VOLTHA relies on Kafka for inter-component communication and Etcd for persistent storage. By default the VOLTHA Helm charts will deploy private instances of both Kafka and Etcd in the same namespace into which VOLTHA is deployed. The settings that control if private instances of these services are deployed can be overridden using the
--set or the
--values options to the
helm install. The relevant property keys are:
truean instance of
etcd-clusterwill be deployed, else neither will be deployed
truean instance of Kafka will be deployed, else it won't be deployed
If using alternate instance of Kafka or Etcd values MUST be overridden when deploying VOLTHA so that the VOLTHA components can locate the required services. These values MUST be overridden when installing both the
voltha and the
voltha-adapter-simulated chart. The relevant property keys are:
services: kafka: adapter: service: voltha-kafka.voltha.svc.cluster.local port: 9092 cluster: service: voltha-kafka.voltha.svc.cluster.local port: 9092 etcd: service: voltha-etcd-cluster-client.voltha.svc.cluster.local port: 2379 controller: service: onos-openflow.default.svc.cluster.local port: 6653
By default the charts will create one R/O core and two R/W cores. This can be configured by overriding two values:
replicas.ro_corespecifies the number of R/O core replicas
replicas.rw_corespecifies the number of pairs of R/W cores, so a value of one (1) gets you one (1) pair which is two (2) instances. A value of two (2) gets you two (2) pairs which is four (4) instances.
To remove the VOLTHA and Simulated Adapter deployments standard Helm commands can be utilized:
helm delete --purge voltha voltha-adapter-simulated voltha-adapter-openolt voltha-adapter-openonu voltha-etcd-operator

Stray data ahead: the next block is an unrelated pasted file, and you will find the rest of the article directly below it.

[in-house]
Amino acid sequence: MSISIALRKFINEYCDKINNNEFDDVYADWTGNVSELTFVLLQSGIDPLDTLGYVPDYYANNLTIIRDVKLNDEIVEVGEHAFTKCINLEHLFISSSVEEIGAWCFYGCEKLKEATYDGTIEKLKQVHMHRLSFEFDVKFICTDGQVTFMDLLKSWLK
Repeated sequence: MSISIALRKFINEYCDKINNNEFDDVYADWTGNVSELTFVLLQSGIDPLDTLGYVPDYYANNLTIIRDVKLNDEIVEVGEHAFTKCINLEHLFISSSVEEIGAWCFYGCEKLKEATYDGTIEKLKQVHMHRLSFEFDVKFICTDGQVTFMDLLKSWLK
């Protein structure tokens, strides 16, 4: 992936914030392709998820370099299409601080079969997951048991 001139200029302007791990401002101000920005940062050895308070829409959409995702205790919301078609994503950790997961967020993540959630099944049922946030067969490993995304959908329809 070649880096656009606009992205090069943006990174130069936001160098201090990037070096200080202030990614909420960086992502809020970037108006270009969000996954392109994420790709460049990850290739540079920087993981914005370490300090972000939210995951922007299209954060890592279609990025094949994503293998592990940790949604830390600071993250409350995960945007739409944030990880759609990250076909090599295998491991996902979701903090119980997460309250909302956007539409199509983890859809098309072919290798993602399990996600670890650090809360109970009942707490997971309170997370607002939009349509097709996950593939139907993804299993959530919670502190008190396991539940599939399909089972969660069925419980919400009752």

voltctl is a replacement for the
voltha-cli container in VOLTHA that provides access to the VOLTHA CLI when a user connects to the container via
voltctl provides a use model similar to
kubectl for VOLTHA.
voltctl is a binary executable as opposed to a Docker container it must be installed separately onto the machine(s) on which it is to be run. The Release Page for
voltctl maintains of pre-built binaries that can be installed. The following is an example of how, in the example environment,
voltctl can be installed with bash completion and configured:
sudo wget https://github.com/ciena/voltctl/releases/download/0.0.0-dev/voltctl-0.0.0-dev-linux-x86_64 -O /usr/bin/voltctl source <(voltctl completion bash | sudo tee /etc/bash_completion.d/voltctl) mkdir $HOME/.volt voltctl -a v2 -s voltha-api.voltha.svc.cluster.local:55555 config > $HOME/.volt/config
If you are using
voltctl and do not wish to deploy the
voltha-cli container, then you can disable deployment of this container by adding the
--set replicas.cli=0 option when installing the
If you are getting an error similar to the following:
$ voltctl version rpc error: code = Unknown desc = Unable to route method 'GetVoltha' panic: rpc error: code = Unknown desc = Unable to route method 'GetVoltha' goroutine 1 [running]: main.main() /home/ubuntu/voltha-access-edge/voltctl/src/github.com/ciena/voltctl/cmd/voltctl.go:48 +0x56d
Then you can restart the API server by scaling it to 0 and then back to 1
kubectl scale --replicas=0 deployment -n voltha voltha-api-server kubectl scale --replicas=1 deployment -n voltha voltha-api-server
Before scaling back to
1 be sure the current instance is gone using
kubectl get -n voltha pods
Kubernetes affinity is used to ensure the distribution of read-write core pods across the Kubernetes nodes in support of optimum high availability. While this seems to work for production sized Kubernetes clusters (2n+1 nodes, where n >= 1) on smaller Kubernetes deployments it may mean that members of a r/w core pair are scheduled on the same node, which may mean that on a smaller Kubnernetes deployment true high availability is not achieved.
On patchset submission, jobs are run in Jenkins that validate the correctness of the helm charts.
The code for these jobs can be found in helm-repo-tools
The two scripts that should be run to test are: